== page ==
By switching from a “schedule demo” CTA to pitching 5 minute demo videos that the clients could watch on their own time, the conversions increased from 1.56 to 15%! Now that’s a big jump!
C. Close Rate
It’s important to still remain aware, however, of what happens if you then don’t properly align your offers with the services you provide. For example, giving away free products may increase online conversions but it won’t necessarily increase sales qualified leads or purchases. Making the right decisions to increase actual productivity is exactly why you need to be looking at the right KPIs, instead of chasing down red herrings.
Conversion Rate and Close Rate differ slightly on this point. Conversion Rate measures the number of online conversions divided by the number of clicks that can be traced to that given conversion. It gives you a percentage of how many of the users who click on your page are ultimately converting.
Close Rate, however, is concerned more with sales. While Conversion Rate can sometimes be confused by gated content downloads and information registries that qualify as “conversions” but don’t necessarily lead to increase in monetized sales, Close Rate is where you look if you want to see if a new addition to your campaign is directly putting more money in your pocket. Does your gated content piece for a free cup of coffee in exchange for an email actually lead to increased foot traffic and in-store coffee purchases from those repeat customers? Or not?
Website Metrics (SEO)
As opposed to PPC, which focuses on paid for link-ads, SEO focuses on organic search results and improving your ranking on specific keyword results. Now, to improve your ranking for those keywords, a lot of stuff has to happen. Monitoring the connectivity and efficiency of your interlinked site - and all the individual pages that it consists of - is where you’ll have to start in order to optimize your SEO campaigns. Here are the KPIs that will show you if your content is generating quality traffic.
A. Visit Length and Duration
Making sure that your content is generating the interest in your brand or service that you want is a strong first step in optimizing your keyword rankings through site optimization. You can look into metrics like visit length and duration to see how long users are spending on your content pages - are they reading them? Skimming them? Or just clicking on to the next page? You’re content should be engaging users. Make sure the numbers show that.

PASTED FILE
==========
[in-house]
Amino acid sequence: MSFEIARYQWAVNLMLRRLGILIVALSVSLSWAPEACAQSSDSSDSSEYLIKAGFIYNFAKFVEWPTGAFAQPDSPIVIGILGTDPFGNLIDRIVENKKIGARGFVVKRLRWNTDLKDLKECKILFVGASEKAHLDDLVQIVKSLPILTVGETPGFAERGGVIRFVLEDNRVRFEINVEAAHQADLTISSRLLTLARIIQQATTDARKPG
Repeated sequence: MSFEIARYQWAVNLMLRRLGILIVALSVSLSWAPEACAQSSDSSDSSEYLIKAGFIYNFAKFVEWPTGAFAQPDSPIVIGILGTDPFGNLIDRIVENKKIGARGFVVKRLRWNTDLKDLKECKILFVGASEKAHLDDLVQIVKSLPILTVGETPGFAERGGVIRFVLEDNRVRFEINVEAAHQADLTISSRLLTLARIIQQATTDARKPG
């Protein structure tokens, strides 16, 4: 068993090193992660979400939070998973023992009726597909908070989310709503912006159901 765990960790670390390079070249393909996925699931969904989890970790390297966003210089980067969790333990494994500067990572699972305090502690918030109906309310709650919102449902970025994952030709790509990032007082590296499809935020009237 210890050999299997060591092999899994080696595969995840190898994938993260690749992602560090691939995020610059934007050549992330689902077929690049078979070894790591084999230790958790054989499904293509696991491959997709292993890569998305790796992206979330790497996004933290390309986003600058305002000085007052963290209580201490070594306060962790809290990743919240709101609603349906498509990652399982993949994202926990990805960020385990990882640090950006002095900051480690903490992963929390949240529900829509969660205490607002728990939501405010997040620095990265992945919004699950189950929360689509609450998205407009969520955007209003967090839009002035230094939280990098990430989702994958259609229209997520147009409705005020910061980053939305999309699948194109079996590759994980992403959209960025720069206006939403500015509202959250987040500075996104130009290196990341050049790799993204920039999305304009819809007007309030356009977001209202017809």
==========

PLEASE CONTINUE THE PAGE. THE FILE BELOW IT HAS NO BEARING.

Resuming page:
B. A/B Testing
Once you have established what you consider to be a strong site profile, you can start looking into changes you can make to improve it even more. Comparison testing, or A/B Testing, is where you isolate singular variables on your page and test different formats or keywords on that variable to see those that perform better. Keep in mind that having a clear hypothesis when testing is important, as is making sure you are properly isolating your variables to ensure your data isn’t skewed by any other tests you may be running.
C. User Behaviour/Flow
This is a harder KPI to measure directly, but if you can optimize the user experience and behaviour on your site, you’ll definitely see an increase in traffic, visit duration, and probably even conversions.
Can users successfully complete the tasks they need to complete when they come to your site? Can they easily find any content that they are looking for - or do they need to leave the page and go off-site for further information? Asking yourself these questions can help you understand if you need to be streamlining your pages for better user experience. You shouldn’t be providing useless, or superfluous information, and you should make sure that users don’t have to leave your page for any other questions they may have.
Here’s an easy tip: minimize the number of clicks it takes to get from your home page to your deepest piece of content. Imagine that users have very delicate, weak fingers that must be protected from overuse. Check out this read on how “laziness” taught one SEO the importance of flat site architecture.
When it comes to SERP (Search Engine Results Page) ranking, keyword KPIs constitute the backbone of your analysis. These metrics show you how well your site is generating organic traffic and how impressed Google is by your site optimization. Ideally, if you are aiming to dominate the field, you should be aiming for the top three results on any of the SERPs that result from your primary keywords for your target audience. But number one is never a bad goal either.